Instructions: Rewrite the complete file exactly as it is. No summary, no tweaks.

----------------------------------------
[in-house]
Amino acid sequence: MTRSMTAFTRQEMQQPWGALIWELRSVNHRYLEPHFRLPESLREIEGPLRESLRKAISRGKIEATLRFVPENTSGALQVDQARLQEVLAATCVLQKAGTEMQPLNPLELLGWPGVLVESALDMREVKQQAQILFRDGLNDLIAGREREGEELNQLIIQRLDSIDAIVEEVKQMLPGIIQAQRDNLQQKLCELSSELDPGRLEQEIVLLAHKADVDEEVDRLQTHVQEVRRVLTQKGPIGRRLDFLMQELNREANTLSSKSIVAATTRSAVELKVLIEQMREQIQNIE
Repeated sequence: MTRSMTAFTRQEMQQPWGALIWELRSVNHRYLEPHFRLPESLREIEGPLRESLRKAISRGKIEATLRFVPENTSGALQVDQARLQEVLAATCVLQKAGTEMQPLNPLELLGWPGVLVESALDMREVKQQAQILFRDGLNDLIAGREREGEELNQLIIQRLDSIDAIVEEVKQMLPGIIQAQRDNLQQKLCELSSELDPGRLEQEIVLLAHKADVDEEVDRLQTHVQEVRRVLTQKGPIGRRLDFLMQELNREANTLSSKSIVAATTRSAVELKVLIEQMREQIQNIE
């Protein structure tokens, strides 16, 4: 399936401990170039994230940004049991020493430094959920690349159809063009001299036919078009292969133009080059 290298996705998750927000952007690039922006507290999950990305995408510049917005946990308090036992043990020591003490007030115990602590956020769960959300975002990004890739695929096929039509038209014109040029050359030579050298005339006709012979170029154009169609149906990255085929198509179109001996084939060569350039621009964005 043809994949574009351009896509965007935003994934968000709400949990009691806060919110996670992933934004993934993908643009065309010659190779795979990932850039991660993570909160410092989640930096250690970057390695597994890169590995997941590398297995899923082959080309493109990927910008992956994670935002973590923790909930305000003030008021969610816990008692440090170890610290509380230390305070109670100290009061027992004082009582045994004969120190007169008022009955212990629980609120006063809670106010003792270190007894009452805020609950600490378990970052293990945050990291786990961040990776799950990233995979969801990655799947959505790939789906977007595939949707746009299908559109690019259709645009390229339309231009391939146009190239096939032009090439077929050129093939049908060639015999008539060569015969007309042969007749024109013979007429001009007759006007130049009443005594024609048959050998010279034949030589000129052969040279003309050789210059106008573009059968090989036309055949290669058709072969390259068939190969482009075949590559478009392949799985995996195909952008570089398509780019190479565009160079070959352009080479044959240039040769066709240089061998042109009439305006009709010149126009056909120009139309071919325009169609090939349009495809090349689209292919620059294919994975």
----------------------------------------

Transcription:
[in-house]
Amino acid sequence: MTRSMTAFTRQEMQQPWGALIWELRSVNHRYLEPHFRLPESLREIEGPLRESLRKAISRGKIEATLRFVPENTSGALQVDQARLQEVLAATCVLQKAGTEMQPLNPLELLGWPGVLVESALDMREVKQQAQILFRDGLNDLIAGREREGEELNQLIIQRLDSIDAIVEEVKQMLPGIIQAQRDNLQQKLCELSSELDPGRLEQEIVLLAHKADVDEEVDRLQTHVQEVRRVLTQKGPIGRRLDFLMQELNREANTLSSKSIVAATTRSAVELKVLIEQMREQIQNIE
Repeated sequence: MTRSMTAFTRQEMQQPWGALIWELRSVNHRYLEPHFRLPESLREIEGPLRESLRKAISRGKIEATLRFVPENTSGALQVDQARLQEVLAATCVLQKAGTEMQPLNPLELLGWPGVLVESALDMREVKQQAQILFRDGLNDLIAGREREGEELNQLIIQRLDSIDAIVEEVKQMLPGIIQAQRDNLQQKLCELSSELDPGRLEQEIVLLAHKADVDEEVDRLQTHVQEVRRVLTQKGPIGRRLDFLMQELNREANTLSSKSIVAATTRSAVELKVLIEQMREQIQNIE
């Protein structure tokens, strides 16, 4: 399936401990170039994230940004049991020493430094959920690349159809063009001299036919078009292969133009080059 290298996705998750927000952007690039922006507290999950990305995408510049917005946990308090036992043990020591003490007030115990602590956020769960959300975002990004890739695929096929039509038209014109040029050359030579050298005339006709012979170029154009169609149906990255085929198509179109001996084939060569350039621009964005 043809994949574009351009896509965007935003994934968000709400949990009691806060919110996670992933934004993934993908643009065309010659190779795979990932850039991660993570909160410092989640930096250690970057390695597994890169590995997941590398297995899923082959080309493109990927910008992956994670935002973590923790909930305000003030008021969610816990008692440090170890610290509380230390305070109670100290009061027992004082009582045994004969120190007169008022009955212990629980609120006063809670106010003792270190007894009452805020609950600490378990970052293990945050990291786990961040990776799950990233995979969801990655799947959505790939789906977007595939949707746009299908559109690019259709645009390229339309231009391939146009190239096939032009090439077929050129093939049908060639015999008539060569015969007309042969007749024109013979007429001009007759006007130049009443005594024609048959050998010279034949030589000129052969040279003309050789210059106008573009059968090989036309055949290669058709072969390259068939190969482009075949590559478009392949799985995996195909952008570089398509780019190479565009160079070959352009080479044959240039040769066709240089061998042109009439305006009709010149126009056909120009139309071919325009169609090939349009495809090349689209292919620059294919994975």